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Senate Health committee advances bills expanding insurance, Medicaid coverage

Roman Battaglia
Delaware Public Media

Delaware's Senate Health and Human Services committee voted to release bills that would expand Medicaid coverage for postpartum mothers and require insurers to cover an annual mental health checkup for all insured Delawareans on Wednesday.

The former bill is part of the so-called “mom-nibus”package of legislation covering maternal health, spanning insurance coverage to restrictions on how corrections officers can use restraints on pregnant people in custody.

A pandemic-related federal public health emergency declaration already extended Medicaid coverage for pregnant women from 60 days postpartum to a full year; This bill would make that permanent. Its Senate sponsor, State Senator Marie Pinkney (D-New Castle), says women – and particularly Black women – face an elevated risk of serious health problems months post-pregnancy and this Medicaid expansion could save lives.

Dr. Nick Beard of the Delaware Coalition against Domestic Violence says the law could also offer a lifeline to women experiencing abuse – a risk she says is particularly high during and immediately after pregnancy. “

The worst possible thing that can happen to someone experiencing domestic violence is isolation," she said, "and I suspect that there are many women who have given birth and because they don’t have access to a doctor, they don’t have anyone they can trust and confide in.”

Another maternal healthcare bill expanding the list of medical professionals permitted to provide abortions and offering protections against civil suits to abortion seekers and providers passed on the House floor on Tuesday.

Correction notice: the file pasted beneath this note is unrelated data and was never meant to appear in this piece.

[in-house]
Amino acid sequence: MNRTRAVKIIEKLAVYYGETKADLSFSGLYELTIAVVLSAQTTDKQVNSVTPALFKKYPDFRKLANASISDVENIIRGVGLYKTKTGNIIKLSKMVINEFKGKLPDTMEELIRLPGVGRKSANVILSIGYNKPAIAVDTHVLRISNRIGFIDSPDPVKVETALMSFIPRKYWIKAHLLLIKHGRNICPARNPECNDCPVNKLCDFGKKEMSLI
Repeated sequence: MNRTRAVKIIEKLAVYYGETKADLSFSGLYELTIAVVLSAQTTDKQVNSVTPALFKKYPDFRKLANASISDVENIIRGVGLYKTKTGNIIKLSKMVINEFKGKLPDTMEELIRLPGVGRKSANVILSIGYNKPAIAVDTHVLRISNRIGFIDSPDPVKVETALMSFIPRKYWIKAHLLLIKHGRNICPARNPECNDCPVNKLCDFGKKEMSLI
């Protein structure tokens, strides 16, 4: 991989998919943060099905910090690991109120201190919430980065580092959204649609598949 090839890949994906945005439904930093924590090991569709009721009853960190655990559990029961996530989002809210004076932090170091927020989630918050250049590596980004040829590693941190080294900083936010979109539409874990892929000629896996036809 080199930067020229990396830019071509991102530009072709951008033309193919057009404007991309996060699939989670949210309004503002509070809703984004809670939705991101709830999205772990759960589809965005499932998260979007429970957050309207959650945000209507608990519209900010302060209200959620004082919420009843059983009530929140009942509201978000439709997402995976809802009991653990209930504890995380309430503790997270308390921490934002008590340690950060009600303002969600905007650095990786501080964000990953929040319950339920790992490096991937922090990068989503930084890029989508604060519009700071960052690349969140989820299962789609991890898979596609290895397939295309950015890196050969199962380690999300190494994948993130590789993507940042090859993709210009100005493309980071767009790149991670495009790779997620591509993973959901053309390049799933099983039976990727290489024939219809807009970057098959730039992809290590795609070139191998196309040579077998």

The bill requiring insurance providers to cover annual mental health checkups is part of a suite of mental health care legislation with broad bipartisan backing.

Senate Sponsor, State Senator Nicole Poore (D-New Castle) says expanding access to mental health care is important after more than two years of the COVID-19 pandemic, with psychiatric-related emergency room visits rising dramatically, particularly among adolescent girls. Poore says this is the opportunity to make mental health care a priority.

“You know how we can go one year to the next to our primary care physician for a physical exam and it doesn’t cost you anything?" she said. "This bill would create the same visit, but specifically to care for your mental health.”

A separate bill making its way through House committees would scale back the reporting requirements for physicians seeking treatment for depression and other treatable mental illnesses. Advocates say that discourages physicians from seeking help despite high burnout and suicide rates. Because of low attendance, the House committee did not to release that bill.

Paul Kiefer comes to Delaware from Seattle, where he covered policing, prisons and public safety for the local news site PubliCola.